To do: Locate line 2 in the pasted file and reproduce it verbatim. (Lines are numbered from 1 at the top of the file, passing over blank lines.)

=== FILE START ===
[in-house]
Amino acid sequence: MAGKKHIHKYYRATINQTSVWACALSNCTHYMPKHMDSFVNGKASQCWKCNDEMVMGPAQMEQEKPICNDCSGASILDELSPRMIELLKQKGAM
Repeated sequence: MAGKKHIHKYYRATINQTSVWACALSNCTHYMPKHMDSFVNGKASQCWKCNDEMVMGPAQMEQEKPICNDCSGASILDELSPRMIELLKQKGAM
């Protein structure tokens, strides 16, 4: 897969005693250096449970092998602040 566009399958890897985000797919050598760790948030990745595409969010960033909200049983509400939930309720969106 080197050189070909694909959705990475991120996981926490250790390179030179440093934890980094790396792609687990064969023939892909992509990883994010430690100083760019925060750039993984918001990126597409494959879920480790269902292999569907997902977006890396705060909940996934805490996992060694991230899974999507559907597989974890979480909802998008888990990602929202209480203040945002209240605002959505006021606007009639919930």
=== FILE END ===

Amino acid sequence: MAGKKHIHKYYRATINQTSVWACALSNCTHYMPKHMDSFVNGKASQCWKCNDEMVMGPAQMEQEKPICNDCSGASILDELSPRMIELLKQKGAM